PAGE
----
Finding First Class Award Seats


Let’s say, hypothetically speaking, that you’re curious just how often first class award seats are available on various routes. And so, hypothetically speaking, you collected data. Lots and lots of data. And then you analyzed some of that data and made pretty charts out of it. There’s a decent chance it would look something like this.

First up: Tokyo to San Francisco split by ANA and United Airlines:

NRT-SFO-First-Class-UnitedNRT-SFO-First-Class-ANA

From the looks of that data ANA made some serious changes to policies regarding award space in late September 2014 and they’ve carried through on it quite nicely. Access to award seats on United metal varies a bit over the same period, though it is generally more available than on ANA-operated flights.

And then there’s Lufthansa First Class for departures from Frankfurt. Lots of destinations to choose from but typically space is only made available to partners up to ~15 days in advance so the query range is narrower.

fra-phl-first-class-lufthansafra-sea-first-class-lufthansafra-ord-first-class-lufthansafra-mia-first-class-lufthansafra-ewr-first-class-lufthansafra-jfk-first-class-lufthansafra-iah-first-class-lufthansafra-iad-first-class-lufthansafra-dtw-first-class-lufthansafra-bos-first-class-lufthansafra-mco-first-class-lufthansa

There are some very interesting trends in the data in terms of routes which are easier (BOS, PHL, MCO) or harder (IAH, MIA) to find seats on. And the large blocks of dates where nothing is available for certain destinations is quite valuable information in some ways.

Comparing the Lufthansa data to United data on a few overlapping routes is also informative.

fra-ord-first-class-unitedfra-iad-first-class-unitedfra-ewr-first-class-unitedfra-sfo-first-class-united

Chicago and Dulles are notably more available than Newark and San Francisco.

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Seth Miller

I'm Seth, also known as the Wandering Aramean. I was bit by the travel bug 30 years ago and there's no sign of a cure. I fly ~200,000 miles annually; these are my stories. You can connect with me on Twitter, Facebook, and LinkedIn.

24 Comments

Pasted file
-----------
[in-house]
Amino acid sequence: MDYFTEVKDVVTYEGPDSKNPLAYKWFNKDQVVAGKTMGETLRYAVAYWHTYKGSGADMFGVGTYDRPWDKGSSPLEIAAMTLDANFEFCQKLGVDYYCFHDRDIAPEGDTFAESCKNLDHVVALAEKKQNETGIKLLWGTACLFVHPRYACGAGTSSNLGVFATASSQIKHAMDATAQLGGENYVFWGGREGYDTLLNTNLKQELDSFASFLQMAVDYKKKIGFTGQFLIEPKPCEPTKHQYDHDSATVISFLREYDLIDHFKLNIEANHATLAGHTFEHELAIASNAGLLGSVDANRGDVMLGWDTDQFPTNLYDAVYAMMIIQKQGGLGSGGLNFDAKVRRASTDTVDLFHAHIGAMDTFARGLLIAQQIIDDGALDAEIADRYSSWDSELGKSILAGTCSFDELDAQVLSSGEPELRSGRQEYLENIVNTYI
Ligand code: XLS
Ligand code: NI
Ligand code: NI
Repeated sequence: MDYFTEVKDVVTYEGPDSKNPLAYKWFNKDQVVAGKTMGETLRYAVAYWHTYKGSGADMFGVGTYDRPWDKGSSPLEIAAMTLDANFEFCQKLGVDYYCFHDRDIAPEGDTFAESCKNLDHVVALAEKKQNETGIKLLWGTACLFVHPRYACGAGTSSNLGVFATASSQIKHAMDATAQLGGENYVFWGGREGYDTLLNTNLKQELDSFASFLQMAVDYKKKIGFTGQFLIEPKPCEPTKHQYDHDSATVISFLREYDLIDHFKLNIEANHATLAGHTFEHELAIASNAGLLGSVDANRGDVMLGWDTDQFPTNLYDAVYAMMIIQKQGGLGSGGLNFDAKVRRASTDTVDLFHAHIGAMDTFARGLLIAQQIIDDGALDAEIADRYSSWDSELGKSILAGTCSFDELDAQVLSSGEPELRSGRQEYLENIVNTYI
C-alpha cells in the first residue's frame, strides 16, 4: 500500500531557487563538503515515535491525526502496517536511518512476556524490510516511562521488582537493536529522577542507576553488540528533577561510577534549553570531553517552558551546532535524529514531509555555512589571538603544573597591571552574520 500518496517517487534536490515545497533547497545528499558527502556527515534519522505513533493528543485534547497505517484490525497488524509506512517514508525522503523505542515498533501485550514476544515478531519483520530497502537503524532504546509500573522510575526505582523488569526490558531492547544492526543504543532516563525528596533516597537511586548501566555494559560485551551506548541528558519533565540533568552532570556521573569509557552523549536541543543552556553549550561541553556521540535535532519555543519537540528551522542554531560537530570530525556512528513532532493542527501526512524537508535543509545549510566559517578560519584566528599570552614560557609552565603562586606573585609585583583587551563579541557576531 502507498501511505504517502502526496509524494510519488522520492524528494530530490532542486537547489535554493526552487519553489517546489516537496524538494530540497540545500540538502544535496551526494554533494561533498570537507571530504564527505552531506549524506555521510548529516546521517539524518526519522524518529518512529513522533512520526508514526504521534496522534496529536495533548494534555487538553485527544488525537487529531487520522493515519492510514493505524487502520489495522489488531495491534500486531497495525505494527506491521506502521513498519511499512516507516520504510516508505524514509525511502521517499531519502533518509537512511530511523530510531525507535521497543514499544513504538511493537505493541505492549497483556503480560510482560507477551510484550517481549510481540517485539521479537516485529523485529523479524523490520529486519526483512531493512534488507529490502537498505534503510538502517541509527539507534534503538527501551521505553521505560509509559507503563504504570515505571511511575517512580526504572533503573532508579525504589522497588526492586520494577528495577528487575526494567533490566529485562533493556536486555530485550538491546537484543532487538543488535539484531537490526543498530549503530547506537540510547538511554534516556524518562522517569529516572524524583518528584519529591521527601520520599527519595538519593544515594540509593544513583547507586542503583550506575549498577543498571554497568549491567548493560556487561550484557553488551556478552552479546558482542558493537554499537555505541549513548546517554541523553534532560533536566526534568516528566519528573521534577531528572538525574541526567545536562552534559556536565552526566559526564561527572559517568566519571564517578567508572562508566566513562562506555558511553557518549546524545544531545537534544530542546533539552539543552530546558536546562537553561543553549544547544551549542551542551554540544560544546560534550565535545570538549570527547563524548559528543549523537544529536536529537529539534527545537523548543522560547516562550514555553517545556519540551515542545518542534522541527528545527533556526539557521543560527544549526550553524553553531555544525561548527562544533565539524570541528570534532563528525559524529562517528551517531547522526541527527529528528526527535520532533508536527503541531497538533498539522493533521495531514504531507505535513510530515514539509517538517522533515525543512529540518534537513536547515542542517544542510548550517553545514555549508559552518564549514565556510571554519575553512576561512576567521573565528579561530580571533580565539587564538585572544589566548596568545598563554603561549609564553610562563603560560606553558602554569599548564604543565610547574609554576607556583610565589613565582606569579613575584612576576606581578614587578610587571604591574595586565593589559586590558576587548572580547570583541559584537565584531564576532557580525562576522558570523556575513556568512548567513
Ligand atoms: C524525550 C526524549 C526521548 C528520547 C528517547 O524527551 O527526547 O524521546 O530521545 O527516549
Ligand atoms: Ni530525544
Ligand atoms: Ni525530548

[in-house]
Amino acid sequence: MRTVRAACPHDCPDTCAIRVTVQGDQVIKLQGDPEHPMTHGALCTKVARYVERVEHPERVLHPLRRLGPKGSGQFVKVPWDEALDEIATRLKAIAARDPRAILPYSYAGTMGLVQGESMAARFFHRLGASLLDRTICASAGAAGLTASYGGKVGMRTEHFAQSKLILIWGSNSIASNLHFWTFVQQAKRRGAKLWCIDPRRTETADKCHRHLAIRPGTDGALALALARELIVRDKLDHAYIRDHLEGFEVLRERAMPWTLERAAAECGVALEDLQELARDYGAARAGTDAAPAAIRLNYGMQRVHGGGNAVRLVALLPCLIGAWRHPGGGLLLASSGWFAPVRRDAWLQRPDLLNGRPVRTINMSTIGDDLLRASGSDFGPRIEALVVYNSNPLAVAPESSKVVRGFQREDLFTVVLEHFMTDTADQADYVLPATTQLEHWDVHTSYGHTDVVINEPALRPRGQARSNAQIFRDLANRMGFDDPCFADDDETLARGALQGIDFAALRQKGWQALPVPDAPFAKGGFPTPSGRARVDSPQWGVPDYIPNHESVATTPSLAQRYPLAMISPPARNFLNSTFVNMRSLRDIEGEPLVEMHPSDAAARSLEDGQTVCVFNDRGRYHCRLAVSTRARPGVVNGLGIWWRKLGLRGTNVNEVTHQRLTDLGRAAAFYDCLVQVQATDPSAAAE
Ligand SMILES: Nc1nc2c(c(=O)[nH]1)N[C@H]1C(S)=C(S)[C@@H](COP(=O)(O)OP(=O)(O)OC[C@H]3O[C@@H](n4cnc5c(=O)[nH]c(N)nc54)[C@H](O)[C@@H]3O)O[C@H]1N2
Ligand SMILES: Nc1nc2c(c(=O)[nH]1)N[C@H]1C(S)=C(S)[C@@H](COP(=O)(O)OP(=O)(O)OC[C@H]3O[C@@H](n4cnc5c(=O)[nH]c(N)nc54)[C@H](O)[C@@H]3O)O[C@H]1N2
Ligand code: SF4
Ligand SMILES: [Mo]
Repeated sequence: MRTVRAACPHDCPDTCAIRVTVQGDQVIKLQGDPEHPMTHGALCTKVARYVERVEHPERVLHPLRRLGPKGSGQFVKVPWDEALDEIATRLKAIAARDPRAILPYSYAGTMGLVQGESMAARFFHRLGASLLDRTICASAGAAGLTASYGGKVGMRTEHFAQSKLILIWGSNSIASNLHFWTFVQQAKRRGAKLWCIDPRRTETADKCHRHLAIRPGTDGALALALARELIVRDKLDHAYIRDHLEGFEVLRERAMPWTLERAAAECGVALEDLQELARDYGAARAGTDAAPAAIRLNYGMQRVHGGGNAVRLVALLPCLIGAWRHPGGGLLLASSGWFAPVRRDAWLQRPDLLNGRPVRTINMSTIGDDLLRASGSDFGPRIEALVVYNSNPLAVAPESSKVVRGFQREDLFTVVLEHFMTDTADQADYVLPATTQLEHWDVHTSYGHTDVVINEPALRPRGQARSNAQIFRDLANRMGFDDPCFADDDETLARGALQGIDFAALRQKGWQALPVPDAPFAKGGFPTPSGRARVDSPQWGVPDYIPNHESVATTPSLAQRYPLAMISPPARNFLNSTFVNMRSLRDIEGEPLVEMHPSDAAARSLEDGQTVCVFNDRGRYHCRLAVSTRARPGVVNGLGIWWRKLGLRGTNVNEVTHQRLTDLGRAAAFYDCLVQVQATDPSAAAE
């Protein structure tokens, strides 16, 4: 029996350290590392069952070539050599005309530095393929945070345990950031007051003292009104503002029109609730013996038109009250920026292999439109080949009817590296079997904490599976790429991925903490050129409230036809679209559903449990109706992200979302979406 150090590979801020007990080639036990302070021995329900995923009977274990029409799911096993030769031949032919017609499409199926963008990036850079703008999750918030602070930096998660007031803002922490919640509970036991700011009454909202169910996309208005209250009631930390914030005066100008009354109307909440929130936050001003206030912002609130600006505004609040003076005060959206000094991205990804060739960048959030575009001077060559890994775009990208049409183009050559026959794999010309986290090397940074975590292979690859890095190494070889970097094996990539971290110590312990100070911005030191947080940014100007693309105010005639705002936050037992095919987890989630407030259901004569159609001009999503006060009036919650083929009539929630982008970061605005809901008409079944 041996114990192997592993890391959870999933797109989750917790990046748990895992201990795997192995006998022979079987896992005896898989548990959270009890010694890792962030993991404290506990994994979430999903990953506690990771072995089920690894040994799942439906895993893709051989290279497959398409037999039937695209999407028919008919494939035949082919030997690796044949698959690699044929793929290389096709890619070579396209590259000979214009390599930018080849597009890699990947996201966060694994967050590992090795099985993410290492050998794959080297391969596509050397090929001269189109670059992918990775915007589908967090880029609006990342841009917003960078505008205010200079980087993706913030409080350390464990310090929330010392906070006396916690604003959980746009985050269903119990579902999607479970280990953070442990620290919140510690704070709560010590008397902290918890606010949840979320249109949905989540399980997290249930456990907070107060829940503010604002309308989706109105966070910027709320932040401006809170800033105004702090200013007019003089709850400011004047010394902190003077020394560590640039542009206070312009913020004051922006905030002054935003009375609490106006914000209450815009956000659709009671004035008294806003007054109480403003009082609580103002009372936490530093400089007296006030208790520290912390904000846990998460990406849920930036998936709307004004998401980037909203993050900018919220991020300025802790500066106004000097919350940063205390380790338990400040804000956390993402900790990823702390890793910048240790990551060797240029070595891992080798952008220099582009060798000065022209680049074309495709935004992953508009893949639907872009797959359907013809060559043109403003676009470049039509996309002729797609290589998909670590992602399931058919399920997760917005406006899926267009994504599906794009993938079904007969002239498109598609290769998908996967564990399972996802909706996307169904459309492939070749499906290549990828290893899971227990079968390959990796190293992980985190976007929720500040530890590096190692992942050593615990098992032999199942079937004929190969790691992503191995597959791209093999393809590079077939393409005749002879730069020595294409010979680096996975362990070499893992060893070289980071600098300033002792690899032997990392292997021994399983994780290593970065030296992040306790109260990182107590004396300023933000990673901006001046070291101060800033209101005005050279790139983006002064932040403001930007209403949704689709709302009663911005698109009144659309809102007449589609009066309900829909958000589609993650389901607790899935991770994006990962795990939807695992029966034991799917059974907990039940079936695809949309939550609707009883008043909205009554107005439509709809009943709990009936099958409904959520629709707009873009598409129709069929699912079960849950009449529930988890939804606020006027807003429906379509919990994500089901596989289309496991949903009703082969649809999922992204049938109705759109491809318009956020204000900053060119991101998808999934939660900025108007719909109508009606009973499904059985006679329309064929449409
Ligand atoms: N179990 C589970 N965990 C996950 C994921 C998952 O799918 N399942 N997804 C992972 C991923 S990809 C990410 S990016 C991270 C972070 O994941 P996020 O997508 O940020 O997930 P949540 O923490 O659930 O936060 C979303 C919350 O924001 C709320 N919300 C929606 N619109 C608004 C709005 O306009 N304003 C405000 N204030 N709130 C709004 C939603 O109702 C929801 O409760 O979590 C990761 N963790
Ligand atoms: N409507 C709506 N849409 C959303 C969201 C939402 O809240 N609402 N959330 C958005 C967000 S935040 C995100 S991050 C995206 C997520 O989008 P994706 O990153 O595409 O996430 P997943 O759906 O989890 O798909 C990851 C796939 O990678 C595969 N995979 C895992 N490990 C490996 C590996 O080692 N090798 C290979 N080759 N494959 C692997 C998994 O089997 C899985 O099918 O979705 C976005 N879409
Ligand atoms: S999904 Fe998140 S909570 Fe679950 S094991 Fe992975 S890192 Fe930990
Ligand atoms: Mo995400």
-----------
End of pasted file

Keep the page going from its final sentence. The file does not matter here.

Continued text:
1. Fascinating data, Seth. Thanks for collating it.

    Do wish you would have given a bit more info about how to read the charts. Clearly UA is not offering 350 award F seats per day SFO-NRT, but not sure what to make of that then.

    Bigger picture, I’m not sure I understand the growing bloggers’ preoccupation with F awards, F trip reports, F availability, etc., to the exclusion of C class. Most of us are just looking to get across the pond in comfort and given the growing price disparity between F and C, would rather have one or two more trips in C than blow our wad to take a shower on the plane or be chauffeured a block to the terminal.

    Just my two cents worth, but I think the growing focus on F is narrowcasting to a small subset of BA’s audience.

    1. Saying anything along the lines of Fist Class Award obsession and Seth makes zero sense. Seth is the M&P Blogger Sphere Anti-Hero.
      Just my two cents on the matter.

      1. Ellie I think you are confused. Lucky would be the one with Fist Class Award obsession. As for Seth’s nickname, how about the M&P Blogosphere Anti-bullshit Superhero? Although its pretty bush league to not label your charts.

        1. Sorry I forgot to label the Y axis. I was thinking about it at one point and forgot in the midst of putting together all the screen shots.

  2. @Adam P: I believe the vertical axis on the charts is “# of days in advance”. A blue dot indicates that award space for Day X was available Y days in advance.

  3. Robin is correct as to what the data mean; it is number of days out that the award seat is available.